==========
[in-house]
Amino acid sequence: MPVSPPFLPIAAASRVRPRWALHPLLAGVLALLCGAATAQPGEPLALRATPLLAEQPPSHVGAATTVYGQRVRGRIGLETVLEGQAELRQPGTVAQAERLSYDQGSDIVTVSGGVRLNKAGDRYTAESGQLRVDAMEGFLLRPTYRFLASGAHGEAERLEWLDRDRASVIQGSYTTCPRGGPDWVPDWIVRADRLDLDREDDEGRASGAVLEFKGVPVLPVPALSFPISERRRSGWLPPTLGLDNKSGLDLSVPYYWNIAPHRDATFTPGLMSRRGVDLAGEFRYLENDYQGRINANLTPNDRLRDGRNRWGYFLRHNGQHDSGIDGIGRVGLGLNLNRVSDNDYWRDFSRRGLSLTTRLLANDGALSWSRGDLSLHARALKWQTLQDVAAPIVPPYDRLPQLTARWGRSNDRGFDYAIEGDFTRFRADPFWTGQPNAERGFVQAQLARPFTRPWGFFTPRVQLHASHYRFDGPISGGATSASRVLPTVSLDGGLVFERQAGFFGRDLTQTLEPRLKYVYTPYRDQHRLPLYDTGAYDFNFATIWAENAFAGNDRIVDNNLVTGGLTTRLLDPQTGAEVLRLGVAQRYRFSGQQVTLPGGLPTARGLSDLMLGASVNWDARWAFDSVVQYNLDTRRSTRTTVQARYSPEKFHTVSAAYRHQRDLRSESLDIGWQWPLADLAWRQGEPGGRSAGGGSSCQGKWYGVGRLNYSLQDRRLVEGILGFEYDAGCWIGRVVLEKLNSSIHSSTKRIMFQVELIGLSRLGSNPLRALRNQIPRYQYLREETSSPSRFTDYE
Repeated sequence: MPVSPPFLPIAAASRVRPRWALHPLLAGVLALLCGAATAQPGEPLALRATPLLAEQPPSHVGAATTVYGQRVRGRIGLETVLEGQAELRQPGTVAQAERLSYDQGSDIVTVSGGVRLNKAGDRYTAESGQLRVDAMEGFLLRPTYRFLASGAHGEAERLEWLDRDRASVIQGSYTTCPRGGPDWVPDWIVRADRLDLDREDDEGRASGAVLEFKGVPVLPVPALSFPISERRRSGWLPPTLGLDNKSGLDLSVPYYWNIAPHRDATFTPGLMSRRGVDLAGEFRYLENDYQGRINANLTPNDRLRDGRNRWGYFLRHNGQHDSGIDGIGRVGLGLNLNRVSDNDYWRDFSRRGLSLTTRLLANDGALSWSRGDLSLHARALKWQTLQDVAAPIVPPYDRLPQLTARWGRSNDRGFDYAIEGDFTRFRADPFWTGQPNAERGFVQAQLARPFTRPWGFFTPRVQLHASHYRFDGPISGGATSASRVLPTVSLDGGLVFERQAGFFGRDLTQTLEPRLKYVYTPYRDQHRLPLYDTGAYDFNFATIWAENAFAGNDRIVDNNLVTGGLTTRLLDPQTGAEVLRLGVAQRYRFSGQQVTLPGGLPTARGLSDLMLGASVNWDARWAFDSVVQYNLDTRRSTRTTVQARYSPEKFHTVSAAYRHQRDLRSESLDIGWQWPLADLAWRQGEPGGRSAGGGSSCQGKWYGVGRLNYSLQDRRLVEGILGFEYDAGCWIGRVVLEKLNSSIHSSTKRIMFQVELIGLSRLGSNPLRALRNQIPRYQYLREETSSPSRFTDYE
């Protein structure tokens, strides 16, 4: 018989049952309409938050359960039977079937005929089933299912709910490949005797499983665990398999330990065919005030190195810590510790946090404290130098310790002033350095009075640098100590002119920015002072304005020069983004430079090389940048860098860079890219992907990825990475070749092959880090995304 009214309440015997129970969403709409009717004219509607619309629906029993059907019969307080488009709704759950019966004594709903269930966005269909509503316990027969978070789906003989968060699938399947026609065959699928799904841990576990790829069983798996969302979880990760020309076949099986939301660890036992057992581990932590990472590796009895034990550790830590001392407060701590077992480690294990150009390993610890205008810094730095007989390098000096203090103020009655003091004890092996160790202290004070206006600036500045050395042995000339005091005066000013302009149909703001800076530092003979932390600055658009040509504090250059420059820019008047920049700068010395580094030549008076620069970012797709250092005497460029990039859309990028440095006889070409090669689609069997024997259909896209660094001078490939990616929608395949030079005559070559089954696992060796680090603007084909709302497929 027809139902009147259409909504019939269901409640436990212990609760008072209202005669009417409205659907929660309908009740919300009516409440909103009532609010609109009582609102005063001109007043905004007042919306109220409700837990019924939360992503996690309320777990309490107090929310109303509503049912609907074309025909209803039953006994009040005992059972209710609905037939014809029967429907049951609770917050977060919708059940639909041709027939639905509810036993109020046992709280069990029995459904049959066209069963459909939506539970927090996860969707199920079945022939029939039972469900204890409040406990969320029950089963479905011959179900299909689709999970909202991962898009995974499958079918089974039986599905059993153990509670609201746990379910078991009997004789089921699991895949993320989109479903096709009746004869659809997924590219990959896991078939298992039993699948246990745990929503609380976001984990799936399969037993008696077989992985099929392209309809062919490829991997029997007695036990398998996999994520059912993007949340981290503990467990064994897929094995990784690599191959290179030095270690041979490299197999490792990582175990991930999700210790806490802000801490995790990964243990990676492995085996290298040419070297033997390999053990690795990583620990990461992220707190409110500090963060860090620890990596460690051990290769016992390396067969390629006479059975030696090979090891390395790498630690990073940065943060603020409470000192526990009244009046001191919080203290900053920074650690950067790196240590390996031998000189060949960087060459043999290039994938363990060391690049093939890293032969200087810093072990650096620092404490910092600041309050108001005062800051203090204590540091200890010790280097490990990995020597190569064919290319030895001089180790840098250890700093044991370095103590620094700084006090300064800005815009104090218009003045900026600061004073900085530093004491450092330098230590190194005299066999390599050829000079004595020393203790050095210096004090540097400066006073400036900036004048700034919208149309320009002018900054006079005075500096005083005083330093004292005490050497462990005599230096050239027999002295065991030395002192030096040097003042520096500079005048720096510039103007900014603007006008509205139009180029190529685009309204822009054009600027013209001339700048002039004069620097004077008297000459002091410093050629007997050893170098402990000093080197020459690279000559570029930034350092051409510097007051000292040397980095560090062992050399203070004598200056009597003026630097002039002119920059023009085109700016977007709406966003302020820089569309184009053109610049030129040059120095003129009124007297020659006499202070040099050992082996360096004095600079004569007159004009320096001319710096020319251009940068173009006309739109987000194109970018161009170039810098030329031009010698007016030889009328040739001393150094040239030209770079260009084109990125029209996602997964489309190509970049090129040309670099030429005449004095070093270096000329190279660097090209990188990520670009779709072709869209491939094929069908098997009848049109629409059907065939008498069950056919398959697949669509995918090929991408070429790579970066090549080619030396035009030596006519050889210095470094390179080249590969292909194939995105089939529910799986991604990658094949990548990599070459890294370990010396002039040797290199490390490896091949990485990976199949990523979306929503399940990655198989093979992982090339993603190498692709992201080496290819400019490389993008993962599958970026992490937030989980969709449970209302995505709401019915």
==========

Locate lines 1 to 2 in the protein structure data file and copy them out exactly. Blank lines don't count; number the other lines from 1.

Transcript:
[in-house]
Amino acid sequence: MPVSPPFLPIAAASRVRPRWALHPLLAGVLALLCGAATAQPGEPLALRATPLLAEQPPSHVGAATTVYGQRVRGRIGLETVLEGQAELRQPGTVAQAERLSYDQGSDIVTVSGGVRLNKAGDRYTAESGQLRVDAMEGFLLRPTYRFLASGAHGEAERLEWLDRDRASVIQGSYTTCPRGGPDWVPDWIVRADRLDLDREDDEGRASGAVLEFKGVPVLPVPALSFPISERRRSGWLPPTLGLDNKSGLDLSVPYYWNIAPHRDATFTPGLMSRRGVDLAGEFRYLENDYQGRINANLTPNDRLRDGRNRWGYFLRHNGQHDSGIDGIGRVGLGLNLNRVSDNDYWRDFSRRGLSLTTRLLANDGALSWSRGDLSLHARALKWQTLQDVAAPIVPPYDRLPQLTARWGRSNDRGFDYAIEGDFTRFRADPFWTGQPNAERGFVQAQLARPFTRPWGFFTPRVQLHASHYRFDGPISGGATSASRVLPTVSLDGGLVFERQAGFFGRDLTQTLEPRLKYVYTPYRDQHRLPLYDTGAYDFNFATIWAENAFAGNDRIVDNNLVTGGLTTRLLDPQTGAEVLRLGVAQRYRFSGQQVTLPGGLPTARGLSDLMLGASVNWDARWAFDSVVQYNLDTRRSTRTTVQARYSPEKFHTVSAAYRHQRDLRSESLDIGWQWPLADLAWRQGEPGGRSAGGGSSCQGKWYGVGRLNYSLQDRRLVEGILGFEYDAGCWIGRVVLEKLNSSIHSSTKRIMFQVELIGLSRLGSNPLRALRNQIPRYQYLREETSSPSRFTDYE